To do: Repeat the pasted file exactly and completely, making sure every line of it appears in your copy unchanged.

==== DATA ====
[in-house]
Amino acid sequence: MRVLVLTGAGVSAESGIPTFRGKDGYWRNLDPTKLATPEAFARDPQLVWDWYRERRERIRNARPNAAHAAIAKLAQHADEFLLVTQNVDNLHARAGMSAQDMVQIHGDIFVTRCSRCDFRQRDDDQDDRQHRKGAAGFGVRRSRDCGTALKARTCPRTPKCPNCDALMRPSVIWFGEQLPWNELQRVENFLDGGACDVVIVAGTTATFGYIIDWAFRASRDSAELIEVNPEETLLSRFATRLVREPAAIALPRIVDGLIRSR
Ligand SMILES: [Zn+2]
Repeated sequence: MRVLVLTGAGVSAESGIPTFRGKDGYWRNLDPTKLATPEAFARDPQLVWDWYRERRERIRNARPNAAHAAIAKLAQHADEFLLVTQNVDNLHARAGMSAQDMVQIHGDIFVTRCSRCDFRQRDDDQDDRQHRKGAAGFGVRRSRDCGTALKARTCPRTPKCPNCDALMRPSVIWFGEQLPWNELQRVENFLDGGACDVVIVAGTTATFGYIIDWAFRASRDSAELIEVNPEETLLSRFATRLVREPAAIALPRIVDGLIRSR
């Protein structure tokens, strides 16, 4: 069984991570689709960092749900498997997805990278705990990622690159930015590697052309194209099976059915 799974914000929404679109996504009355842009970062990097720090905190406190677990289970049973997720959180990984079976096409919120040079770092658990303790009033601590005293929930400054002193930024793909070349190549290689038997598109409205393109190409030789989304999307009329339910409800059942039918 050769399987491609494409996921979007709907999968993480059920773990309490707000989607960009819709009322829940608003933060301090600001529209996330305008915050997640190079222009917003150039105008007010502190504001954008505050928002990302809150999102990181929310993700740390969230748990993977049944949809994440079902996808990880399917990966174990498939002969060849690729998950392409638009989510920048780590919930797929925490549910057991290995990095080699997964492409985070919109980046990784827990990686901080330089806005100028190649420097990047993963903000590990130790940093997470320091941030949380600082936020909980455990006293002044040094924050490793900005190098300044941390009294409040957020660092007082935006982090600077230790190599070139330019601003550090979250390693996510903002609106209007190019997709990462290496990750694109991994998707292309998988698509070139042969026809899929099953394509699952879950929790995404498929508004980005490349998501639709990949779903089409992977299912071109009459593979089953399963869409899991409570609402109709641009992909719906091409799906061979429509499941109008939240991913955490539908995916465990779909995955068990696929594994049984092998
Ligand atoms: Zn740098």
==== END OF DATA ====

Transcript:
[in-house]
Amino acid sequence: MRVLVLTGAGVSAESGIPTFRGKDGYWRNLDPTKLATPEAFARDPQLVWDWYRERRERIRNARPNAAHAAIAKLAQHADEFLLVTQNVDNLHARAGMSAQDMVQIHGDIFVTRCSRCDFRQRDDDQDDRQHRKGAAGFGVRRSRDCGTALKARTCPRTPKCPNCDALMRPSVIWFGEQLPWNELQRVENFLDGGACDVVIVAGTTATFGYIIDWAFRASRDSAELIEVNPEETLLSRFATRLVREPAAIALPRIVDGLIRSR
Ligand SMILES: [Zn+2]
Repeated sequence: MRVLVLTGAGVSAESGIPTFRGKDGYWRNLDPTKLATPEAFARDPQLVWDWYRERRERIRNARPNAAHAAIAKLAQHADEFLLVTQNVDNLHARAGMSAQDMVQIHGDIFVTRCSRCDFRQRDDDQDDRQHRKGAAGFGVRRSRDCGTALKARTCPRTPKCPNCDALMRPSVIWFGEQLPWNELQRVENFLDGGACDVVIVAGTTATFGYIIDWAFRASRDSAELIEVNPEETLLSRFATRLVREPAAIALPRIVDGLIRSR
């Protein structure tokens, strides 16, 4: 069984991570689709960092749900498997997805990278705990990622690159930015590697052309194209099976059915 799974914000929404679109996504009355842009970062990097720090905190406190677990289970049973997720959180990984079976096409919120040079770092658990303790009033601590005293929930400054002193930024793909070349190549290689038997598109409205393109190409030789989304999307009329339910409800059942039918 050769399987491609494409996921979007709907999968993480059920773990309490707000989607960009819709009322829940608003933060301090600001529209996330305008915050997640190079222009917003150039105008007010502190504001954008505050928002990302809150999102990181929310993700740390969230748990993977049944949809994440079902996808990880399917990966174990498939002969060849690729998950392409638009989510920048780590919930797929925490549910057991290995990095080699997964492409985070919109980046990784827990990686901080330089806005100028190649420097990047993963903000590990130790940093997470320091941030949380600082936020909980455990006293002044040094924050490793900005190098300044941390009294409040957020660092007082935006982090600077230790190599070139330019601003550090979250390693996510903002609106209007190019997709990462290496990750694109991994998707292309998988698509070139042969026809899929099953394509699952879950929790995404498929508004980005490349998501639709990949779903089409992977299912071109009459593979089953399963869409899991409570609402109709641009992909719906091409799906061979429509499941109008939240991913955490539908995916465990779909995955068990696929594994049984092998
Ligand atoms: Zn740098």